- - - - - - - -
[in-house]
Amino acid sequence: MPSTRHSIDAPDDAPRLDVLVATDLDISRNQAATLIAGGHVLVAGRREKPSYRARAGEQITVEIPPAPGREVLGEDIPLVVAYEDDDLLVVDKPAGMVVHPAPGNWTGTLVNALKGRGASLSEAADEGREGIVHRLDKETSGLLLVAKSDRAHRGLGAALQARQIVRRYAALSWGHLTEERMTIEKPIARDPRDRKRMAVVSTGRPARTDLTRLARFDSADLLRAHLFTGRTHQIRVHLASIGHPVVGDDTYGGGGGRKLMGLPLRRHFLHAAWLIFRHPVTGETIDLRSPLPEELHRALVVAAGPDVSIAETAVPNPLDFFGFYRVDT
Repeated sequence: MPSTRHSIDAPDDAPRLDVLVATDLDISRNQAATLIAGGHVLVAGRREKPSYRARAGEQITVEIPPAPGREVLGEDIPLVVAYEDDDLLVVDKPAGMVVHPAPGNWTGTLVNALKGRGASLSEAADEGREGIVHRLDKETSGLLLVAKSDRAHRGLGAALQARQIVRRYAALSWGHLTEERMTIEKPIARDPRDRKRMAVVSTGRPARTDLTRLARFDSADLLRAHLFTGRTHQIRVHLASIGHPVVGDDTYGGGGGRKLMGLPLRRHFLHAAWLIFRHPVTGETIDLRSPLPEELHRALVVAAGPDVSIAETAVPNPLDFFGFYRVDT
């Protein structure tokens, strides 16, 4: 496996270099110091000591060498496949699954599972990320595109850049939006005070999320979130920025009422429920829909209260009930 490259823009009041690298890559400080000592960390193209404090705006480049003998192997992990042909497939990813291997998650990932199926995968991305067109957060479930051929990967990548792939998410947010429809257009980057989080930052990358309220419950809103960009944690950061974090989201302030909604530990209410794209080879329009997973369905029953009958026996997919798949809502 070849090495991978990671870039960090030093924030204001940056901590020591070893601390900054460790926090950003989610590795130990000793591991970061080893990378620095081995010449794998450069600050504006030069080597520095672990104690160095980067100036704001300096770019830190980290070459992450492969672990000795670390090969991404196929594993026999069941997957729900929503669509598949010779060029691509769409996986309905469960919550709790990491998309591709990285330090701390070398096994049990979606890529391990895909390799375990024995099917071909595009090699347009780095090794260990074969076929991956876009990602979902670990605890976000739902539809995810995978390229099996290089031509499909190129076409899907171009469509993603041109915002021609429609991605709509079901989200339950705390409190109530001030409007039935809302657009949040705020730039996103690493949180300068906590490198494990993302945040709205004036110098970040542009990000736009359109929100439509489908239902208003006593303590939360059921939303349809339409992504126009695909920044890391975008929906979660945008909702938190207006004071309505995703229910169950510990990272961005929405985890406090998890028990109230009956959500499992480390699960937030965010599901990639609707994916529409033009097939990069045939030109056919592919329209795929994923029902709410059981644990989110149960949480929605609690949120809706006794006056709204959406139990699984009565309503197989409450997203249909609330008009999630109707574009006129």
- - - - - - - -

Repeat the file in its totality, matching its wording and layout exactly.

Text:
[in-house]
Amino acid sequence: MPSTRHSIDAPDDAPRLDVLVATDLDISRNQAATLIAGGHVLVAGRREKPSYRARAGEQITVEIPPAPGREVLGEDIPLVVAYEDDDLLVVDKPAGMVVHPAPGNWTGTLVNALKGRGASLSEAADEGREGIVHRLDKETSGLLLVAKSDRAHRGLGAALQARQIVRRYAALSWGHLTEERMTIEKPIARDPRDRKRMAVVSTGRPARTDLTRLARFDSADLLRAHLFTGRTHQIRVHLASIGHPVVGDDTYGGGGGRKLMGLPLRRHFLHAAWLIFRHPVTGETIDLRSPLPEELHRALVVAAGPDVSIAETAVPNPLDFFGFYRVDT
Repeated sequence: MPSTRHSIDAPDDAPRLDVLVATDLDISRNQAATLIAGGHVLVAGRREKPSYRARAGEQITVEIPPAPGREVLGEDIPLVVAYEDDDLLVVDKPAGMVVHPAPGNWTGTLVNALKGRGASLSEAADEGREGIVHRLDKETSGLLLVAKSDRAHRGLGAALQARQIVRRYAALSWGHLTEERMTIEKPIARDPRDRKRMAVVSTGRPARTDLTRLARFDSADLLRAHLFTGRTHQIRVHLASIGHPVVGDDTYGGGGGRKLMGLPLRRHFLHAAWLIFRHPVTGETIDLRSPLPEELHRALVVAAGPDVSIAETAVPNPLDFFGFYRVDT
């Protein structure tokens, strides 16, 4: 496996270099110091000591060498496949699954599972990320595109850049939006005070999320979130920025009422429920829909209260009930 490259823009009041690298890559400080000592960390193209404090705006480049003998192997992990042909497939990813291997998650990932199926995968991305067109957060479930051929990967990548792939998410947010429809257009980057989080930052990358309220419950809103960009944690950061974090989201302030909604530990209410794209080879329009997973369905029953009958026996997919798949809502 070849090495991978990671870039960090030093924030204001940056901590020591070893601390900054460790926090950003989610590795130990000793591991970061080893990378620095081995010449794998450069600050504006030069080597520095672990104690160095980067100036704001300096770019830190980290070459992450492969672990000795670390090969991404196929594993026999069941997957729900929503669509598949010779060029691509769409996986309905469960919550709790990491998309591709990285330090701390070398096994049990979606890529391990895909390799375990024995099917071909595009090699347009780095090794260990074969076929991956876009990602979902670990605890976000739902539809995810995978390229099996290089031509499909190129076409899907171009469509993603041109915002021609429609991605709509079901989200339950705390409190109530001030409007039935809302657009949040705020730039996103690493949180300068906590490198494990993302945040709205004036110098970040542009990000736009359109929100439509489908239902208003006593303590939360059921939303349809339409992504126009695909920044890391975008929906979660945008909702938190207006004071309505995703229910169950510990990272961005929405985890406090998890028990109230009956959500499992480390699960937030965010599901990639609707994916529409033009097939990069045939030109056919592919329209795929994923029902709410059981644990989110149960949480929605609690949120809706006794006056709204959406139990699984009565309503197989409450997203249909609330008009999630109707574009006129």